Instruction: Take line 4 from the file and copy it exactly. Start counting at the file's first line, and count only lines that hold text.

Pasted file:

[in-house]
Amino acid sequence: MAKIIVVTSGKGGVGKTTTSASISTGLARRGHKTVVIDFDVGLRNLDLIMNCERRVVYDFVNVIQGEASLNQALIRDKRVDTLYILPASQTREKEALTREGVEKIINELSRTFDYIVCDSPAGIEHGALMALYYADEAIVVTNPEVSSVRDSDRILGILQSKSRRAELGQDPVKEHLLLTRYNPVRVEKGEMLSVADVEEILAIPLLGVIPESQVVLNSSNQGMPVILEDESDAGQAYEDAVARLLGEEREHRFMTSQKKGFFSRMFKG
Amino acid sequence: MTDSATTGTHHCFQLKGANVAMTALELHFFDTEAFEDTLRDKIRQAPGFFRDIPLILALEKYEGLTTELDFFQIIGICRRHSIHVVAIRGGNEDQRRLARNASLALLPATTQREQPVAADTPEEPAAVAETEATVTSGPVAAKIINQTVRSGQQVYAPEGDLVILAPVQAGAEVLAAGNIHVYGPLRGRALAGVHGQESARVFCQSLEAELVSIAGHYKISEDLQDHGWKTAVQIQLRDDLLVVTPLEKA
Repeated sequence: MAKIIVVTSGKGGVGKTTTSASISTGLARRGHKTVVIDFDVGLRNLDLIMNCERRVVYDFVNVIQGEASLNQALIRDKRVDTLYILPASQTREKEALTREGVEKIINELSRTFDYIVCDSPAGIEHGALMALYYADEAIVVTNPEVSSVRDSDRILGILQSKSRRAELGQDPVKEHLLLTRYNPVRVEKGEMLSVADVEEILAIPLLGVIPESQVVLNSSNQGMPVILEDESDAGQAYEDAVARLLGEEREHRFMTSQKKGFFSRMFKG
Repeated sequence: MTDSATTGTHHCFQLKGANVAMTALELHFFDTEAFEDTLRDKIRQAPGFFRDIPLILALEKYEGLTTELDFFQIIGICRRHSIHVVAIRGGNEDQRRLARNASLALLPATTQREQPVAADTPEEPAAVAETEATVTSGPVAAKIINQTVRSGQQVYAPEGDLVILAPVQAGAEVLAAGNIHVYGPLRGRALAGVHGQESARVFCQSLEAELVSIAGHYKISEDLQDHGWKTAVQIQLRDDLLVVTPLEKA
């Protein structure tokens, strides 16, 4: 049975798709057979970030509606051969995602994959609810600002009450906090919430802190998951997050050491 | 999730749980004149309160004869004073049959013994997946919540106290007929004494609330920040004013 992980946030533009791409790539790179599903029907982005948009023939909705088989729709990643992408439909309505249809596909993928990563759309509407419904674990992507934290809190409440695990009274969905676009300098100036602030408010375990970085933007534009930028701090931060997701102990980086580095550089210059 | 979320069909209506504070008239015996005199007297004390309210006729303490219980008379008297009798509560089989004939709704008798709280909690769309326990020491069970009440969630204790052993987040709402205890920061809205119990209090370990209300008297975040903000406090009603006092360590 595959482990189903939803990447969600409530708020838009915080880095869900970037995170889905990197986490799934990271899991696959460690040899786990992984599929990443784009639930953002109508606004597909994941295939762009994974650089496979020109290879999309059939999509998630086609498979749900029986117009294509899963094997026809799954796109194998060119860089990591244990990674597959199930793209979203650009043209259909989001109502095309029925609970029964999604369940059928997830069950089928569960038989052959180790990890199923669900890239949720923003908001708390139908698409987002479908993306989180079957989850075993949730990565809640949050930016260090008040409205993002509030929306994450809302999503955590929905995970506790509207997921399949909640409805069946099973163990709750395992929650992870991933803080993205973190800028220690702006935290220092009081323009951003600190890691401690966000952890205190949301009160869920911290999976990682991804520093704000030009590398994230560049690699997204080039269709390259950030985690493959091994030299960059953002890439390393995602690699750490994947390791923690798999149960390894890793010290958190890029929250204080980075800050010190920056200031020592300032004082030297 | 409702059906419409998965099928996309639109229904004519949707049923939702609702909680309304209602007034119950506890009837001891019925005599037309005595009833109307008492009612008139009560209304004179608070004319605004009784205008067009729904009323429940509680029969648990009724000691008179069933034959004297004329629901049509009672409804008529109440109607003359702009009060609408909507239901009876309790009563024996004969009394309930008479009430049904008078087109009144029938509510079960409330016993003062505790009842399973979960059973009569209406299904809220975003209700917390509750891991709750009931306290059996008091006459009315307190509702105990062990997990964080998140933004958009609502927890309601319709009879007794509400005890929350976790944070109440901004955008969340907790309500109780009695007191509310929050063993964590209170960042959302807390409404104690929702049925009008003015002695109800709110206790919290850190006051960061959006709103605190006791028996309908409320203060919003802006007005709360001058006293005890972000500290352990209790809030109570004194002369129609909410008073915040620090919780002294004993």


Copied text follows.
Repeated sequence: MAKIIVVTSGKGGVGKTTTSASISTGLARRGHKTVVIDFDVGLRNLDLIMNCERRVVYDFVNVIQGEASLNQALIRDKRVDTLYILPASQTREKEALTREGVEKIINELSRTFDYIVCDSPAGIEHGALMALYYADEAIVVTNPEVSSVRDSDRILGILQSKSRRAELGQDPVKEHLLLTRYNPVRVEKGEMLSVADVEEILAIPLLGVIPESQVVLNSSNQGMPVILEDESDAGQAYEDAVARLLGEEREHRFMTSQKKGFFSRMFKG